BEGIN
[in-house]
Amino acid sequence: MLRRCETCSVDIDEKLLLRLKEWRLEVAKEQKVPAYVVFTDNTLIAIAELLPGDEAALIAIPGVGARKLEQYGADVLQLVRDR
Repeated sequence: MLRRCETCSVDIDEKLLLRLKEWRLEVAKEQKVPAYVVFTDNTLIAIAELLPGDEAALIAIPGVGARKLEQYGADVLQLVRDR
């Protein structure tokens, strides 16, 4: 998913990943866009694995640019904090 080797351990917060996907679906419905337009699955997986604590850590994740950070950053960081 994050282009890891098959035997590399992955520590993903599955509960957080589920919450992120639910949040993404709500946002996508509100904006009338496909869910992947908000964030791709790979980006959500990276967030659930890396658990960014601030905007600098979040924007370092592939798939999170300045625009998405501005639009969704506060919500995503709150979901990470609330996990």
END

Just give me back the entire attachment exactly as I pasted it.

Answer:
[in-house]
Amino acid sequence: MLRRCETCSVDIDEKLLLRLKEWRLEVAKEQKVPAYVVFTDNTLIAIAELLPGDEAALIAIPGVGARKLEQYGADVLQLVRDR
Repeated sequence: MLRRCETCSVDIDEKLLLRLKEWRLEVAKEQKVPAYVVFTDNTLIAIAELLPGDEAALIAIPGVGARKLEQYGADVLQLVRDR
């Protein structure tokens, strides 16, 4: 998913990943866009694995640019904090 080797351990917060996907679906419905337009699955997986604590850590994740950070950053960081 994050282009890891098959035997590399992955520590993903599955509960957080589920919450992120639910949040993404709500946002996508509100904006009338496909869910992947908000964030791709790979980006959500990276967030659930890396658990960014601030905007600098979040924007370092592939798939999170300045625009998405501005639009969704506060919500995503709150979901990470609330996990």